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21 May 2003

World Bank, explained

The IMF, the World Bank and the WTO explained, by Larry Elliott of the Guardian. Greatly edited version: "The Bretton Woods institutions were the economic arm of the new world order designed to ensure there was no repetition of the Great Depression. . . But over the years, the IMF changed. . . The IMF (and the World Bank) [since the 1980s] reflected the economic orthodoxy, championing privatisation, liberalisation and tough anti-inflation strategies when they became fashionable in the west. . . [A better programme for today] would involve the Bretton Woods recognising that in a deflationary world there is a need to return to their original pro-growth mandate. . . . " "The WTO is a different beast. Created in 1995, it has two safeguards to protect the interests of smaller countries: a one-member, one-vote decision-making structure and an arbitration system . . . Although many in the US strongly oppose the neo-conservative agenda, there are two problems for those seeking change. The first is that the IMF, the World Bank and the WTO are largely friendless bodies. . . [The other is that . . .] the one arena where the EU flexes its muscles is the WTO, but only to put European corporate demands on the global agenda. . . Something better would include an open and meritocratic system for the top jobs at the World Bank, IMF and WTO, rather than the unseemly horse-trading that currently takes place. It would include stopping the IMF and the Bank colonising the territory of other UN organisations. And it would involve the other big shareholders - the Europeans - acting in concert to put pressure on Washington."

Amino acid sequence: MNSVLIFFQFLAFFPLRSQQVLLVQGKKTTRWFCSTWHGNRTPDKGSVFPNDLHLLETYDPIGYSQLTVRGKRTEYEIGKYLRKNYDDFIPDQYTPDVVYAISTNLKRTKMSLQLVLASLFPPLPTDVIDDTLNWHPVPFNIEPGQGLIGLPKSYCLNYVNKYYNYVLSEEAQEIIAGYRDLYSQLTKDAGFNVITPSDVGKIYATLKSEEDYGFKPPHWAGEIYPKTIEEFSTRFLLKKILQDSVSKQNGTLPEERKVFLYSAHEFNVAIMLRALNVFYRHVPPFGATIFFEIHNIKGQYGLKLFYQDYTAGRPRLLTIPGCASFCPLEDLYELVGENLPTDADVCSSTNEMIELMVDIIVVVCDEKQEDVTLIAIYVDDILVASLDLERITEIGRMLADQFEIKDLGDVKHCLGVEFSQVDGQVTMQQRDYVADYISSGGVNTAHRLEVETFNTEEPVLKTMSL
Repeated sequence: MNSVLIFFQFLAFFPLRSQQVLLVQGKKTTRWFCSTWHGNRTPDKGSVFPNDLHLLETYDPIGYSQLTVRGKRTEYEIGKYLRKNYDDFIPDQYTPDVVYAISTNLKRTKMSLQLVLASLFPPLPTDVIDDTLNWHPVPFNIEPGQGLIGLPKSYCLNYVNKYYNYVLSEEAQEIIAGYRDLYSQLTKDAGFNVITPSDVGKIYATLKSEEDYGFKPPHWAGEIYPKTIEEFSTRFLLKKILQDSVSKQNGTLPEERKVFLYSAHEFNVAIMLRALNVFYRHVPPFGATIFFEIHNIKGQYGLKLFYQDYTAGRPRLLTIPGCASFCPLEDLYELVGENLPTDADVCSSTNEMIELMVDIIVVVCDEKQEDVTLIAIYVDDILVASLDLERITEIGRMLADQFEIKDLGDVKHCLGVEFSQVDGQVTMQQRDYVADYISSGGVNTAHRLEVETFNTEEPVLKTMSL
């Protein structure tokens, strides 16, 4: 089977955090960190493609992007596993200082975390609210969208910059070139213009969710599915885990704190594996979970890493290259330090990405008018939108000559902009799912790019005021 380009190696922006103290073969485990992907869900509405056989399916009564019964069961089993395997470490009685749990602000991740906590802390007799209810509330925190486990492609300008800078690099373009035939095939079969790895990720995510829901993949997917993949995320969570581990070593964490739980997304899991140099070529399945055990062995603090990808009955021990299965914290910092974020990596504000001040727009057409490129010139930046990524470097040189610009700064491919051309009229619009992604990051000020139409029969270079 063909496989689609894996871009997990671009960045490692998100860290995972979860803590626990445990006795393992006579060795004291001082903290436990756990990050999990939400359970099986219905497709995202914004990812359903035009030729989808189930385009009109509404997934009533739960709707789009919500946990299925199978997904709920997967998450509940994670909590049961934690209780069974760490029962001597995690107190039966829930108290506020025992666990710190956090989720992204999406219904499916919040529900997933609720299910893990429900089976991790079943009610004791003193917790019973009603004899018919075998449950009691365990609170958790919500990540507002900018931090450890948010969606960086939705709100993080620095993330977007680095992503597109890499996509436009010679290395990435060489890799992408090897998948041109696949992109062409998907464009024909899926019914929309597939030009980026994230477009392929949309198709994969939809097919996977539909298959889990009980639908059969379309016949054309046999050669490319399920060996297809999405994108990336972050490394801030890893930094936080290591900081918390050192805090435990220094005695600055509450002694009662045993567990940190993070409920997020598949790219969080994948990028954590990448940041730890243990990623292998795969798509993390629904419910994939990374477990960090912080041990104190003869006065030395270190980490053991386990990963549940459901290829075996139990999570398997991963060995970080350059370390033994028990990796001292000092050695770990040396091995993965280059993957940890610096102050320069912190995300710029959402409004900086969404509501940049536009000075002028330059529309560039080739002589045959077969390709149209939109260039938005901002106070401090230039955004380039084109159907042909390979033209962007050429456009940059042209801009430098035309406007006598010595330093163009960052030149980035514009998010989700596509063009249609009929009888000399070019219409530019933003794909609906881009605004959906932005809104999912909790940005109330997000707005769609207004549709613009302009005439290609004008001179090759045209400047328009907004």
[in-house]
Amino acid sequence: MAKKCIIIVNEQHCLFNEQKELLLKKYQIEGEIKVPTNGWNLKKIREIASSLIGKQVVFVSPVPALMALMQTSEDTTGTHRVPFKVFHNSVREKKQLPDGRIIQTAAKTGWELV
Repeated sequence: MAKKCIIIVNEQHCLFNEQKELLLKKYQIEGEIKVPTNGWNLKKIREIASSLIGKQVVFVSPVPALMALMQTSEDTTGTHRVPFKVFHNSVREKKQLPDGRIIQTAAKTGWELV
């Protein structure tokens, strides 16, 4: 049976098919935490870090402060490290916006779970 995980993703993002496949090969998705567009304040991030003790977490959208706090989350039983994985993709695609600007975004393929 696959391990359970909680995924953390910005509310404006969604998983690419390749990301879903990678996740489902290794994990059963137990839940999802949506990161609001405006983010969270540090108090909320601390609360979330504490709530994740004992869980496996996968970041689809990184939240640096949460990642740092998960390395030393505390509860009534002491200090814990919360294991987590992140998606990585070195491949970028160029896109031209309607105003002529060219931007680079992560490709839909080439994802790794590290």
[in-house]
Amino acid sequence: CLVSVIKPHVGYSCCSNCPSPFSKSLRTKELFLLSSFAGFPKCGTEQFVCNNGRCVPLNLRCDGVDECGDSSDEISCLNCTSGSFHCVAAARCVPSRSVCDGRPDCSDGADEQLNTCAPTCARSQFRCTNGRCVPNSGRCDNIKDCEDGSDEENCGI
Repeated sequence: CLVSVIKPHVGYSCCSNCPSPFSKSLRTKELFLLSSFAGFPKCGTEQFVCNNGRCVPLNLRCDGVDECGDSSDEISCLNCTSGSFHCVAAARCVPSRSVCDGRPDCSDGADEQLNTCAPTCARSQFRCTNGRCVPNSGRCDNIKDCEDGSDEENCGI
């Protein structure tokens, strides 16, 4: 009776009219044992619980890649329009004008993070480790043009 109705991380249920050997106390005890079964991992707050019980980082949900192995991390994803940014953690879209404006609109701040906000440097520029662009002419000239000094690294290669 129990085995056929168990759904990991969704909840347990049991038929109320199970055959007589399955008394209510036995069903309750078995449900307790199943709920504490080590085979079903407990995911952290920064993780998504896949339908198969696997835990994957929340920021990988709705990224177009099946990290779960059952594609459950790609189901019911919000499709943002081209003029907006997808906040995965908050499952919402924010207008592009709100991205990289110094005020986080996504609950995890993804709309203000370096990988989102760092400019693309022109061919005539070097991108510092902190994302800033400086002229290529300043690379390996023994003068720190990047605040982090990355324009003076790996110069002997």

"The truth is that you can't defend what these institutions currently are", says Kevin Watkins of Oxfam, "but they were part of a Keynesian political project, and it is up to the left to make them into something better."

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